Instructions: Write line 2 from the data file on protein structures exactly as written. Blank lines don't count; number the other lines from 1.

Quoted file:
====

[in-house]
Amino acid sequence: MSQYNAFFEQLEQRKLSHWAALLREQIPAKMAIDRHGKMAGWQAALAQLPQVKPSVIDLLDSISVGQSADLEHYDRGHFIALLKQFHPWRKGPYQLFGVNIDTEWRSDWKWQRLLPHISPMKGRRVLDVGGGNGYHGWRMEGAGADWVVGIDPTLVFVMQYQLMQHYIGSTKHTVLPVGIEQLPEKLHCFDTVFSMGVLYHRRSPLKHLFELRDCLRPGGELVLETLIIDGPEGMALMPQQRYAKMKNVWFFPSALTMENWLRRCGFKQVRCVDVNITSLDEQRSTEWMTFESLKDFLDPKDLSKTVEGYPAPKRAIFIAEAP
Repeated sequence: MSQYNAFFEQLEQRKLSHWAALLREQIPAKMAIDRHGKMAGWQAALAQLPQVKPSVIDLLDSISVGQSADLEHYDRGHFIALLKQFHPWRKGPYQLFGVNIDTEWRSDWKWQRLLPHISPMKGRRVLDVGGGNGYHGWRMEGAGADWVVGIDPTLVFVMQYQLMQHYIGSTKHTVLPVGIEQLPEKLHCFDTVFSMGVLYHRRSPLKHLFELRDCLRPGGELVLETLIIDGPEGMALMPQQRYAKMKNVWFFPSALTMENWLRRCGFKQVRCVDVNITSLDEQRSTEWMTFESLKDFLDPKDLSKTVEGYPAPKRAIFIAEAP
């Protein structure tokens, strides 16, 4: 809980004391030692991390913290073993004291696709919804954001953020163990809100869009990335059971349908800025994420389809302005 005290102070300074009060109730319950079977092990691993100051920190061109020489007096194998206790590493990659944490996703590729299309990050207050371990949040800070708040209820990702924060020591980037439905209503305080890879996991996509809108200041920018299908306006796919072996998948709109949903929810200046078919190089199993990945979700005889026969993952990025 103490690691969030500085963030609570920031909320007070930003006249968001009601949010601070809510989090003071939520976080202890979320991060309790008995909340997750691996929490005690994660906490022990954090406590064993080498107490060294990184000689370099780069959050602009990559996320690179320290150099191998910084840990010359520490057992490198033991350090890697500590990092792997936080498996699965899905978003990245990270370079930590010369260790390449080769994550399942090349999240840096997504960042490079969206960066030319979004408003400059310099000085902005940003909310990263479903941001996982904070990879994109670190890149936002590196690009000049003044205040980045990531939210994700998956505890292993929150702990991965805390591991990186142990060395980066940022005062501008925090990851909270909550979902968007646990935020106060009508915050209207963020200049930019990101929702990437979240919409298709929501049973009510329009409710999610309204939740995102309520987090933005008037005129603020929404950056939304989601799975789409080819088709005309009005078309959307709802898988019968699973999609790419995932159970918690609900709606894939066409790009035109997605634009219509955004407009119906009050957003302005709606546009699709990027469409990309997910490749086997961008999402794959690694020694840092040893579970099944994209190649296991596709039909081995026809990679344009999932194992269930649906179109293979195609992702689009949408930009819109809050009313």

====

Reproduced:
Amino acid sequence: MSQYNAFFEQLEQRKLSHWAALLREQIPAKMAIDRHGKMAGWQAALAQLPQVKPSVIDLLDSISVGQSADLEHYDRGHFIALLKQFHPWRKGPYQLFGVNIDTEWRSDWKWQRLLPHISPMKGRRVLDVGGGNGYHGWRMEGAGADWVVGIDPTLVFVMQYQLMQHYIGSTKHTVLPVGIEQLPEKLHCFDTVFSMGVLYHRRSPLKHLFELRDCLRPGGELVLETLIIDGPEGMALMPQQRYAKMKNVWFFPSALTMENWLRRCGFKQVRCVDVNITSLDEQRSTEWMTFESLKDFLDPKDLSKTVEGYPAPKRAIFIAEAP